Trade names: Alder, American Red Alder, Hard Maple
Origin: Europa und Asien
Occurence: Europe, Siberia, North Africa. Prefers loose, deep and moist clay soils, rich in nutrients. Frequently to be found along water courses and in river plains. Most logs bought for veneer or lumber production come from Eastern Europe.
Use: For veneer, lumber, musical instruments, fruit crates, at present used as solid wood for furniture. Was considered to be an inferior wood not accepted by the furniture industry until the mid-nineties when it became fashionable.
Character: The wood of Alder, which is typical of alluvial forests and shores of slow-flowing streams, is discreetly grained. The color is initially orange red after felling, then dark reddish to reddish brown. Slightly marked tree ring boundaries produce tangentially decorative flares and radially delicate stripes. The often bundling rays of wood produce tangentially narrow, dark stripes and radially partly irregular spots or bands, partly washed-out mirrors. Characteristic of the reddish-white, reddish yellow to reddish-brown wood are frequently occurring piths flecks, the so-called fine hairs. The valuable look also prevailed on interior doors and frames. Always suitably matched to the design trends of the furniture industry in different shades available..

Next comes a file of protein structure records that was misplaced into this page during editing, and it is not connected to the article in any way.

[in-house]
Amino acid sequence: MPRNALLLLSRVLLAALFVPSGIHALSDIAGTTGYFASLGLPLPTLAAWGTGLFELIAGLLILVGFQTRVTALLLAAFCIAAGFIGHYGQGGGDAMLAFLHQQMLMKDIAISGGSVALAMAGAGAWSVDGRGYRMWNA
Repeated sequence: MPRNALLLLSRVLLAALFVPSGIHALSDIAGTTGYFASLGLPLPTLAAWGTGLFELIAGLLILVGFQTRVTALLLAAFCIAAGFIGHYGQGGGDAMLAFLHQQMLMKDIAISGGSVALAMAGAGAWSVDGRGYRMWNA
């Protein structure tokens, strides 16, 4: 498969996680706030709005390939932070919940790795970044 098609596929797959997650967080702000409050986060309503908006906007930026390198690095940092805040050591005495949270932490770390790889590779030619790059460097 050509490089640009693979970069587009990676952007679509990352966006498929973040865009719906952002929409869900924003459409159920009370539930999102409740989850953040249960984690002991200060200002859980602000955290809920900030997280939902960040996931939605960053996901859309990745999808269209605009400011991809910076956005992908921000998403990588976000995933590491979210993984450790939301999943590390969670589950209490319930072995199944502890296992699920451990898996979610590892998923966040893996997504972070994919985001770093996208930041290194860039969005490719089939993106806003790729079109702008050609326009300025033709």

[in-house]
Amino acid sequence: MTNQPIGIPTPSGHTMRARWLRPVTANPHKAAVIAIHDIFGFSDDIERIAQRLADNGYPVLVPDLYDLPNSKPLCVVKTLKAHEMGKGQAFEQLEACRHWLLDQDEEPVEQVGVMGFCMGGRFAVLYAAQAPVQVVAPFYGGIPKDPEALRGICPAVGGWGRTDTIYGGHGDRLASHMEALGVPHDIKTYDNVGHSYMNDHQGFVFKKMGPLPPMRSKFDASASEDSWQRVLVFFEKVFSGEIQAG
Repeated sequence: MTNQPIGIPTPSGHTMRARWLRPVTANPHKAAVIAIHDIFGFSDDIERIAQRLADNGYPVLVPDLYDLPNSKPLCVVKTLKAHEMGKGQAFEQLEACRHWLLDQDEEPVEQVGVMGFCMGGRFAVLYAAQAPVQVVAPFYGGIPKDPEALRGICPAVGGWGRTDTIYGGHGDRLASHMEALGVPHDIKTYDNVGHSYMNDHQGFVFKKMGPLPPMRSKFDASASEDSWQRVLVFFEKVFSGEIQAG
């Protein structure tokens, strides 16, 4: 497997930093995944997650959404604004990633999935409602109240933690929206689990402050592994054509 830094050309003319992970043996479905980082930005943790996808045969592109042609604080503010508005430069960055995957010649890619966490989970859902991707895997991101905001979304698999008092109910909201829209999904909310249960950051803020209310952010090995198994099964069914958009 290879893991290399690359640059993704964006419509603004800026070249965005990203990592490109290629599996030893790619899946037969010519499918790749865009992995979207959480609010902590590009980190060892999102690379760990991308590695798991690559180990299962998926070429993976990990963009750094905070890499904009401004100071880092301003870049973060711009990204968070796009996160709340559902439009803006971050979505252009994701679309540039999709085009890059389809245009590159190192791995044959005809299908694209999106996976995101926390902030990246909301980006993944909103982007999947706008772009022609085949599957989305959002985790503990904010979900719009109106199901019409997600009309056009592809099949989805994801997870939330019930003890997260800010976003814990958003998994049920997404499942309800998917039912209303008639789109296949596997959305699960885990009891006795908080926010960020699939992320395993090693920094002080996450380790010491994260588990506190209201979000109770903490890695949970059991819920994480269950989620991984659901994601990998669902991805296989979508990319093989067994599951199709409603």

Particularities: Anyone who thinks of the Alder may think of the poem of the Erlkönig. Eerily the fantastic appearance rises from the fog of a gloomy moor. His realm is very fond of alder, for she likes it moist. That’s why she stands on the shore of friendly gurgling streams and leisurely flowing rivers. What is right for the tree – the proximity to the water – also applies to its wood: installed under water, alder wood is extremely durable. This allegory also fits for the easy moist storage of cigars. Inside the Cedar and outside the Alder gives your cigar cabinet a unique quality.